BARBERTON: For the next week, the Rev. Howard Russell will be able to look out his office window and find inspiration.
That encouragement will be in the form of Messiah’s Mansion, a life-size model of the portable temple described in the Bible's book of Exodus.
“I will be able to see a structure that the children of Israel saw every morning before going to gather their manna for the day, more than 3,000 years ago,” said Russell, president of Christian Healthcare Ministries. “For the Israelites, the Hebrew sanctuary was a dwelling place for God that they carried through the wilderness for 40 years, and it reveals God’s plan of salvation for humanity.”
Work crews spent about 700 man hours this week setting up the tabernacle — a 75-by-150-foot courtyard and 45-by-15-foot temple – on the lawn at Christian Healthcare Ministries, 127 Hazelwood Ave., Barberton. Tours of the display, which is operated by staff and students from Harrah, Okla., will be offered at no charge to the public 1 to 7 p.m. beginning today through Aug. 11.
The tour is divided into five sections that take about 15 minutes each. Tours begin every 15 minutes.
Clayton Leinneweber, who heads the Messiah’s Mansion ministry with his wife, Carolyn, said thousands have taken the sanctuary tour in about 180 locations in 15 states, Canada and Jamaica since 2003. The idea for the exhibit began in 1995 with a pastor who was teaching the story of the tabernacle at a youth event.
The traveling exhibit is based in Harrah, where some of the students at a local Seventh-day Adventist high school work to set up and dismantle the exhibit and serve as tour guides. The students receive a stipend and are eligible for scholarships.
The Leinnewebers came to Barberton with a team of 15 others ranging in age from 16 to 29. They were joined by several local volunteers in setting up the exhibit, which is surrounded by colorful tent-like walls.
The model tabernacle is built to the same specifications as the ancient tabernacle, which the Bible says was built according to the precise instructions given to Moses shortly after the Exodus more than 3,000 years ago.
“The purpose is to help people connect the tabernacle with the rest of the Bible. We share the history of the sanctuary and how the Israelites used it, and we show the timeline of the Messiah,” Clayton Leinneweber said. “It’s all about symbols. As people walk through the tour, they will see things that point them to the Messiah. Our focus is on the gospel of Christ.”
A basic overview is given at the beginning of each temple tour. During the tour, a guide explains the symbolism of the altar of sacrifice and laver and how the objects are applied spiritually to present-day life. Symbolic explanations and spiritual applications also are given for the showbread, the altar of incense and the candlesticks. The last station focuses on the garment of the high priest and the symbols found there, Leinneweber said.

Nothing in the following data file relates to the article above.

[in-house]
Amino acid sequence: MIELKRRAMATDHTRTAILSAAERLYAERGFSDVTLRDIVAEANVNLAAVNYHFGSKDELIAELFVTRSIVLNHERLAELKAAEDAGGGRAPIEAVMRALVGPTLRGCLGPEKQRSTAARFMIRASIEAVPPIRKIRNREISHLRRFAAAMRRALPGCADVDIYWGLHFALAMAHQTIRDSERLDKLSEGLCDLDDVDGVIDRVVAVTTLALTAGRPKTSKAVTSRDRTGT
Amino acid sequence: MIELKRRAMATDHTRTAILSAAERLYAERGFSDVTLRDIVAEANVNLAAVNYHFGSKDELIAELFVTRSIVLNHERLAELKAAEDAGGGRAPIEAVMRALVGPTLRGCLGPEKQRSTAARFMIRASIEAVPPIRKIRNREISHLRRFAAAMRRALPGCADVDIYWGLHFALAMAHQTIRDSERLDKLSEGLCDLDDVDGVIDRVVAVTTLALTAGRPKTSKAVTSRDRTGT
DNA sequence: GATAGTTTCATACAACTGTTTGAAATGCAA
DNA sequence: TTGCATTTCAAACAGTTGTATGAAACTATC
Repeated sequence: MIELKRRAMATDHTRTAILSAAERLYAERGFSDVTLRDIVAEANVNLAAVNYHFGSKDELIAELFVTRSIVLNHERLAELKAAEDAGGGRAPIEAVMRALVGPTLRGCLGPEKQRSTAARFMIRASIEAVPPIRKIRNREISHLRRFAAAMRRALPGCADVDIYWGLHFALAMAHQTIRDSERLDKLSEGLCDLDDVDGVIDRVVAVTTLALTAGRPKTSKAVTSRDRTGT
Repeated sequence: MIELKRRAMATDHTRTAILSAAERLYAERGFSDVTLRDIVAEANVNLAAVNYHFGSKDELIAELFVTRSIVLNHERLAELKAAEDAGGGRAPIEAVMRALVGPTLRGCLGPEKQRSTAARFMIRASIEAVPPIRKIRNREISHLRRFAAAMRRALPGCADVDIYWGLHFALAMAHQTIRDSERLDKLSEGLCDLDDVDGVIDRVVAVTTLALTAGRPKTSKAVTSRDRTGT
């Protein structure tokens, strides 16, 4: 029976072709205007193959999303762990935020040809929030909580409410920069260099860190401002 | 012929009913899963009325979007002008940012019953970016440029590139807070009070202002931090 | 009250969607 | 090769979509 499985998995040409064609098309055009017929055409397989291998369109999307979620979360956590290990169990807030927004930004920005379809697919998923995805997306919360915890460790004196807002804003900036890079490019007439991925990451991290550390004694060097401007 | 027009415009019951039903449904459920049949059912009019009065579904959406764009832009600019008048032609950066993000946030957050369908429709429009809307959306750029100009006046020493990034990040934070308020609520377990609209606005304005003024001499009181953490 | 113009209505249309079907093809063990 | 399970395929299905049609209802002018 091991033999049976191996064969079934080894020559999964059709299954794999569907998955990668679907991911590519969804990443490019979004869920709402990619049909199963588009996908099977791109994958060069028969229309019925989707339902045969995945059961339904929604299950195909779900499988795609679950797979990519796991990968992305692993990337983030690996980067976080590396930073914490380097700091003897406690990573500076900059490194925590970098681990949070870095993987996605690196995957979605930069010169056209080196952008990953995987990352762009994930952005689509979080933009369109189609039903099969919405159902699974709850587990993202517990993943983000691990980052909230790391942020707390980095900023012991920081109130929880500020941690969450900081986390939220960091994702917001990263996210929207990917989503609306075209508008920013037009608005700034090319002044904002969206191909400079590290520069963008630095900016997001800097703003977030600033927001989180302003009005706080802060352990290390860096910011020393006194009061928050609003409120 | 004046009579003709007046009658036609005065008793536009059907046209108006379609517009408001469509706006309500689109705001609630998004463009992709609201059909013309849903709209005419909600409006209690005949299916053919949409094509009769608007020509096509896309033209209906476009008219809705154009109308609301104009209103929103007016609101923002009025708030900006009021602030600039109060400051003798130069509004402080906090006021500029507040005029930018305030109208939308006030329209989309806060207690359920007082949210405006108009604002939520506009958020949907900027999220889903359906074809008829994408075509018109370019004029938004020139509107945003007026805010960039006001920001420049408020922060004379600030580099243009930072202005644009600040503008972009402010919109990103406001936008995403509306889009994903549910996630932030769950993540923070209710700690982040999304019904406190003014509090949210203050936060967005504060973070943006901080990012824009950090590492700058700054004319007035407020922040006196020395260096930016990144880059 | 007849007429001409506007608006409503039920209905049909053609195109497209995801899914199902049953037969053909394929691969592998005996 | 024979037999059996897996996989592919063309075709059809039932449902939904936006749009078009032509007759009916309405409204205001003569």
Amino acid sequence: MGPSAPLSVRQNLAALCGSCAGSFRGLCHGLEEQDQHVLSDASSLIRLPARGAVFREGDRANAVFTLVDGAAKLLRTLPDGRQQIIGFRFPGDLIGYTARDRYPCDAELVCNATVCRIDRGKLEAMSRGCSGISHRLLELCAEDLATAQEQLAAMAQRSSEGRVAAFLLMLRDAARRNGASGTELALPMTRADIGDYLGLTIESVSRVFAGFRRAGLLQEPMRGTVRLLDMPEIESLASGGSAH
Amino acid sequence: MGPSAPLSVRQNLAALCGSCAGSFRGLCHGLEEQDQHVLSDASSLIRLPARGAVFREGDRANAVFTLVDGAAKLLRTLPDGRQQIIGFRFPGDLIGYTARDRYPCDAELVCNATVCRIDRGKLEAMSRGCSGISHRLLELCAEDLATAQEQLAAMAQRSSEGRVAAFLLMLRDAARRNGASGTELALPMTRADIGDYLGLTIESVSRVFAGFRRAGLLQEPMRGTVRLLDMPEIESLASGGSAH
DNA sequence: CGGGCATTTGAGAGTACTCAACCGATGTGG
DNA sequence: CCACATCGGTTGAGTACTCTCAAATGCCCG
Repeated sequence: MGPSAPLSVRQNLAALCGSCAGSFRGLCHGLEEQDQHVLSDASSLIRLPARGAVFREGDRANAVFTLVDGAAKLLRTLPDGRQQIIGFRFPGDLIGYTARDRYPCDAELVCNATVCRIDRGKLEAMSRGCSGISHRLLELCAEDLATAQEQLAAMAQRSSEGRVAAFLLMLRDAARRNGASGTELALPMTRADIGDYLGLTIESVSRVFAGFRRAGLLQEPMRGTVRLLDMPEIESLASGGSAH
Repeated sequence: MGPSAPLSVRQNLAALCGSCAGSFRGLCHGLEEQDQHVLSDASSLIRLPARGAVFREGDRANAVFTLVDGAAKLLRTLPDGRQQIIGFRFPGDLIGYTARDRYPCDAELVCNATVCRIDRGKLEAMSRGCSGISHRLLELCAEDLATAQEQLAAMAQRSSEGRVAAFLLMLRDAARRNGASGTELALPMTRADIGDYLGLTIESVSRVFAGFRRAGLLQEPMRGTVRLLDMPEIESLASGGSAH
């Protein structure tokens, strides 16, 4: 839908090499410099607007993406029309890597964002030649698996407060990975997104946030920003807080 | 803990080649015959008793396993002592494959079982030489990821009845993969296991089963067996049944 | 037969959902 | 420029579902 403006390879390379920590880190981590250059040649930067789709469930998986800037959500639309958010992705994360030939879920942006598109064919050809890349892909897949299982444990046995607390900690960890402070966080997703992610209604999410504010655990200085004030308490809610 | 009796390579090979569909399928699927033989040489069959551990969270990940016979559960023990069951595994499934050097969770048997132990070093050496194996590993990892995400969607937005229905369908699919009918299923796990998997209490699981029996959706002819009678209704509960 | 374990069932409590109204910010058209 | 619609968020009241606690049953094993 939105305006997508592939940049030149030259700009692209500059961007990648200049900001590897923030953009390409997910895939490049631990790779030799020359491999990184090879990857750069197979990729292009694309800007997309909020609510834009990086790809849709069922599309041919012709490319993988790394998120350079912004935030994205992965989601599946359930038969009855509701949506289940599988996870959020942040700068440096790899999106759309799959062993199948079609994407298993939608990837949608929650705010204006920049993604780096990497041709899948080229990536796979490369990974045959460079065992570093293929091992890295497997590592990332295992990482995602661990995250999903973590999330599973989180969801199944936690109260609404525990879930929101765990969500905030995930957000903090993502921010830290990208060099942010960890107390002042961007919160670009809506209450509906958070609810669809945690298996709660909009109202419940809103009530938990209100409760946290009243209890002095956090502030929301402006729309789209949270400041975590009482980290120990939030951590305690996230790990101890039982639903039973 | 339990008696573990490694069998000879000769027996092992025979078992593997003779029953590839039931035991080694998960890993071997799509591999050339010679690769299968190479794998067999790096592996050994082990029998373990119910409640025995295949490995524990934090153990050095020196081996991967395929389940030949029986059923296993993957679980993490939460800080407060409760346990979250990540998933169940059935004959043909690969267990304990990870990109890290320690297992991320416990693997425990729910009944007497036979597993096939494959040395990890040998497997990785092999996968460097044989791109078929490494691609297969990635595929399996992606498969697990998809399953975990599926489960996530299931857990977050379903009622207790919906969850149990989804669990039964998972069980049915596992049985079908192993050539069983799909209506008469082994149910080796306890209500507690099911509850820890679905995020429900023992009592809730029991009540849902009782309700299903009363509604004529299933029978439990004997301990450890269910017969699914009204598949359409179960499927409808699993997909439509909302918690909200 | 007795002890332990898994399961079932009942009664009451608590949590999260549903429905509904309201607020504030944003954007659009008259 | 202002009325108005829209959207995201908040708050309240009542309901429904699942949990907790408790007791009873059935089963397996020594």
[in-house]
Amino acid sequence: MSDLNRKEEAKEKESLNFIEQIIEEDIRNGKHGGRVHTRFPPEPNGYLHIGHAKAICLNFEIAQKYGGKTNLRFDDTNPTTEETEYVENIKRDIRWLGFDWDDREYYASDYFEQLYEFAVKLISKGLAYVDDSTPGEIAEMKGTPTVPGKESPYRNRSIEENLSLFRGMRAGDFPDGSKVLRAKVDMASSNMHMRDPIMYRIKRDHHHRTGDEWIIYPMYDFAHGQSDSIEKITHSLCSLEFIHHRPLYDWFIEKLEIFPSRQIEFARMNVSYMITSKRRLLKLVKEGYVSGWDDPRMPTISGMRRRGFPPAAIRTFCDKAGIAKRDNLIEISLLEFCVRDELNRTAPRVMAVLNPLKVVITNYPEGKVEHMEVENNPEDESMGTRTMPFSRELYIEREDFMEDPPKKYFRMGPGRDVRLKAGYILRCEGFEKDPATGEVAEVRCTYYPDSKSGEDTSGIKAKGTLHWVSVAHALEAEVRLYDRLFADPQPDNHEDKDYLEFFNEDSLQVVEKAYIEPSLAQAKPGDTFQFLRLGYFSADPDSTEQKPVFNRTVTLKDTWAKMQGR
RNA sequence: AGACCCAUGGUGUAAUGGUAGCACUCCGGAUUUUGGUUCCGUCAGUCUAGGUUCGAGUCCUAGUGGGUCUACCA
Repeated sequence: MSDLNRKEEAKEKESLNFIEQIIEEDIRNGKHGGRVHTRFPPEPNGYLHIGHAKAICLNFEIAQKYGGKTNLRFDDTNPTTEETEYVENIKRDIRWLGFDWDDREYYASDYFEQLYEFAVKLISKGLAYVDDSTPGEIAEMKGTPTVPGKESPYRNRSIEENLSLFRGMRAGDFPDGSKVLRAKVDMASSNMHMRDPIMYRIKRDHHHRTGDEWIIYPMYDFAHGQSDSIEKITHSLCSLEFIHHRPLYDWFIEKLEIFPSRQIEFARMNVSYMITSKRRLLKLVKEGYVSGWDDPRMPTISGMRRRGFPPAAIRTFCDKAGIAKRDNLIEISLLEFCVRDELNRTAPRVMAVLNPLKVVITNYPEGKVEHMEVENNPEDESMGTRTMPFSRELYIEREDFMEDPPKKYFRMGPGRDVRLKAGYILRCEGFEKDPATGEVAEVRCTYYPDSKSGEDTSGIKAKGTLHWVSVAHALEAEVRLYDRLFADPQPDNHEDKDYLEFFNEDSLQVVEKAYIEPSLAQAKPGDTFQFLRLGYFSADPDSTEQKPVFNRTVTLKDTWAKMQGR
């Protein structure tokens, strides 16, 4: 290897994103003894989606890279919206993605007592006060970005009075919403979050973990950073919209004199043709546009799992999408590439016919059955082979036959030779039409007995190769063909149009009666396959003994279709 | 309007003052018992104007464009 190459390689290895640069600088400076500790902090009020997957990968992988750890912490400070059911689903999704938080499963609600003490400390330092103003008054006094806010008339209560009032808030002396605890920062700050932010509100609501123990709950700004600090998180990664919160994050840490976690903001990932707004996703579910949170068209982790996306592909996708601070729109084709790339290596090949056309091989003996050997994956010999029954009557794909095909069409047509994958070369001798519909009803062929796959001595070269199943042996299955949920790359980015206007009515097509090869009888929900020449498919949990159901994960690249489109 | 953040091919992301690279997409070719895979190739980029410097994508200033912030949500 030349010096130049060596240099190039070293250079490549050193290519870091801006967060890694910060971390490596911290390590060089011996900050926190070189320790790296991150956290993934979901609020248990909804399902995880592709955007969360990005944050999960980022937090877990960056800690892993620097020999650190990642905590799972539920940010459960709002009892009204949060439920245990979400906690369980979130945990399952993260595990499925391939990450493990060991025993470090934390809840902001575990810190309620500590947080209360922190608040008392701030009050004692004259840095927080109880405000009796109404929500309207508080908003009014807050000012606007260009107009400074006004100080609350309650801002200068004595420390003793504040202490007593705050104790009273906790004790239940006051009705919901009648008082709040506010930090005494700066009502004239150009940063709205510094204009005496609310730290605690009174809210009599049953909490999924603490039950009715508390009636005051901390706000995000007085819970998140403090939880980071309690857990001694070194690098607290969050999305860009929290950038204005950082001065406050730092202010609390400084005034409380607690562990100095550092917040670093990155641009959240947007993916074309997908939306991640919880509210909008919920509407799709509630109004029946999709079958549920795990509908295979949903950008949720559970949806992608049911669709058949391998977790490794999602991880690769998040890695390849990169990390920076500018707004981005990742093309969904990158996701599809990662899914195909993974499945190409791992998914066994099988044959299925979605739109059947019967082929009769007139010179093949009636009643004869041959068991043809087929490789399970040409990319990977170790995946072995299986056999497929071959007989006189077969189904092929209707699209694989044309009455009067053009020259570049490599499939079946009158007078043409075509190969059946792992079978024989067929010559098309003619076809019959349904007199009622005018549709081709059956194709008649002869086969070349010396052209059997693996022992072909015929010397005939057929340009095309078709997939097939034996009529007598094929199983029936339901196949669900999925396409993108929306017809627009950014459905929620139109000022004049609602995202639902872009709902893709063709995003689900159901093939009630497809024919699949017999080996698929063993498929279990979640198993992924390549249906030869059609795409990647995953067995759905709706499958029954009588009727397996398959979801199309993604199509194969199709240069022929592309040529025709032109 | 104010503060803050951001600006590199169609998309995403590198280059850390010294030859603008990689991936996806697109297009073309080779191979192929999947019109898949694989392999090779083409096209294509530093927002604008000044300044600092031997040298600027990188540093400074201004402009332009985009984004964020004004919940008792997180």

According to the biblical account, the Hebrews carried the tabernacle with them for 40 years in the wilderness and brought it into the Holy Land when they crossed the Jordan River. Hundreds of years later, when Solomon, the king of Israel, built a temple in Jerusalem, the Ark of the Covenant from the original tabernacle was placed in it.
The Rev. Steve Hicks traveled to Barberton from Howard, Pa., to volunteer to help set up the model tabernacle. He said he considered the task a unique way to see the Bible come to life.
“I have read about the tabernacle many times in the Bible, and this gives me a real connection to those scriptures,” said Hicks, who serves as pastor of Eagle Heights Bible Church. “This is like being a Levite for a day, experiencing what the Israelites felt thousands of years ago.”
Russell, who toured Messiah’s Mansion for the first time two years ago in Fredericktown in central Ohio, said he is hopeful the exhibit will bring the Bible to life for those who take the tour — like it did for Hicks.
“It’s not every day that you can see the Old Testament tabernacle,” Russell said. “We just hope it will benefit people because we brought it here as a way to give back to the community.”
Christian Healthcare Ministries is a voluntary, cost-sharing nonprofit through which Christians share the costs of each other's medical bills. Russell describes the ministry as a biblical solution to health-care costs and a Christian alternative to health insurance.
Russell said the ministry is available in all 50 states and has a membership of nearly 40,000. Members pay a fee — $150 per unit, or person, for comprehensive coverage — and submit medical bills to the ministry. Ministry staff then negotiate discounts on members’ behalf. A check is sent to the members to pay the bills.
Such bill-sharing programs have come under scrutiny by regulators, courts and legislators, raising questions about whether they should be regulated like insurance.
For more information about Christian Healthcare Ministries, go to www.chministries.org.
More information about Messiah’s Mansion can be found at www.messiahsmansion.com. Group tours, which are available during the day, can be arranged by calling 330-848-1511 or 1-800-791-6225.